The attention of Kenyans and indeed, the whole world, is now turned on five men and one woman after Cord presidential candidate Raila Odinga filed a petition at the Supreme Court challenging the declaration of Uhuru Kenyatta as the winner of the March 4 election.
Mr Odinga says he wants the highest court on the land to set aside the presidential election results announced by the electoral commission on March 9 claiming the election was marred by massive irregularities, malpractices and contravention of the Constitution.
With Saturday’s historic development in the first election after the 2010 Constitution, eyes turn to the court headed by Chief Justice Willy Mutunga.
Other judges of the court include Mr Philip Tunoi, Ms Njoki Ndung’u, Prof Jackton Bouma Ojwang, Dr Smokin Wanjala and Mr Mohammed Ibrahim. The appointment of Deputy Chief Justice Kalpana Rawal is yet to be approved by Parliament and so she won’t be hearing the petition.
Mr Odinga wants the court to nullify IEBC’s declaration of Uhuru Kenyatta as president-elect and William Ruto as deputy president-elect.
He also seeks to persuade the court that the whole electoral process leading to that declaration was null and void and a fresh poll should be held.
Mr Odinga has assembled a team of top lawyers led by Senior Counsel George Oraro who said they are confident and ready to prove before the Supreme Court that the elections were rigged in favour of Mr Kenyatta.
“We are confident the case outcome will be in favour of our client (Mr Odinga). Our case is watertight with sufficient evidence to prove the elections were not free and fair,” said Mr Oraro.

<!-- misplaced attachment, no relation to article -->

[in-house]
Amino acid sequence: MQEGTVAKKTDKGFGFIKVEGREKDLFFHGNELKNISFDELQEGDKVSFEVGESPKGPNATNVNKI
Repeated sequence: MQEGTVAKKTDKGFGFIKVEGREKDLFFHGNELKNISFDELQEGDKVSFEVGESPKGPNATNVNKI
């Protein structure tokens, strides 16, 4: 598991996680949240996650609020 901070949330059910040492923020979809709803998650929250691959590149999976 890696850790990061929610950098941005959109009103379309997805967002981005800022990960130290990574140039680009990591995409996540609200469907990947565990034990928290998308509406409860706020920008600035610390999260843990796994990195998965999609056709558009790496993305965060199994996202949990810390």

According to Mr Odinga, there were no free and fair elections and no government can lawfully be formed from the declaration of Mr Kenyatta and Mr Ruto as President-elect and Deputy President-elect respectively.
“The electoral commission failed to establish systems which are accurate, verifiable and transparent and declared results which in many instances had no relation to votes cast at polling stations. They developed opaque methods intended to manipulate results and excluded my representatives from the process,” swore Mr Odinga.
He argues that anomalies were observed in the process from voter registration, transmission of results, to tallying and accused IEBC of declaring results on the basis of unsigned Form 36, multiplying Form 36 in some constituencies and altering entry files.
Mr Odinga swore that votes cast exceeded the number of registered voters in Tiaty, Laisamis, Igembe Central, Buri, Chuka, IburiIgambaNgombe, Lari, Kapenguria, Saboti, Turbo, Marakwet West, Kajiado West, Bomet East, Mt Elgon, Langata and Aldai constituencies.
He said that the final tally in Webuye East, Webuye West and Igembe constituencies differed from those announced at the centre.
In Kikuyu, Juja, Chuka, Thika, Kiambaa, Limuru, Nakuru, Igembe South, Lagdera, North Imenti, Central Imenti, Bomet East and Sigor constituencies, Mr Odinga claims there were more than two forms reflecting the final presidential results.
“In the final tally, the total number of votes cast in the presidential elections differed from those for gubernatorial and parliamentary elections which took place on the same date, clearly attesting to my belief that massive electoral fraud and malpractice occurred in contravention of the Constitution,” said Mr Odinga.
As the Cord leader moved to court, members of the Jubilee legal team set up an office at Chancery Building on Nairobi’s Valley Road.
For the past couple of days, the team has been combing through the IEBC poll results in anticipation of the Cord petition.
Sources told the Sunday Nation the team comprises Fred Ngatia, who was Mr Kenyatta’s chief agent at the Bomas vote tallying centre, and Mohammed Nyaoga, a former partner of Attorney-General Githu Muigai.
Other members of the Jubilee legal team are Katwa Kigen, Waweru Gatonye, Tharaka Nithi Senator-elect Kindiki Kithure, his Elgeyo Marakwet counterpart Kipchumba Murkommen, Dr Stephen Njiru and Ol Jorok MP-elect John Waiganjo.
One of them told the Sunday Nation in confidence that they hope to rely on authorities such as the 2000 dispute in the US between presidential candidates Albert ‘Al” Gore and George Bush.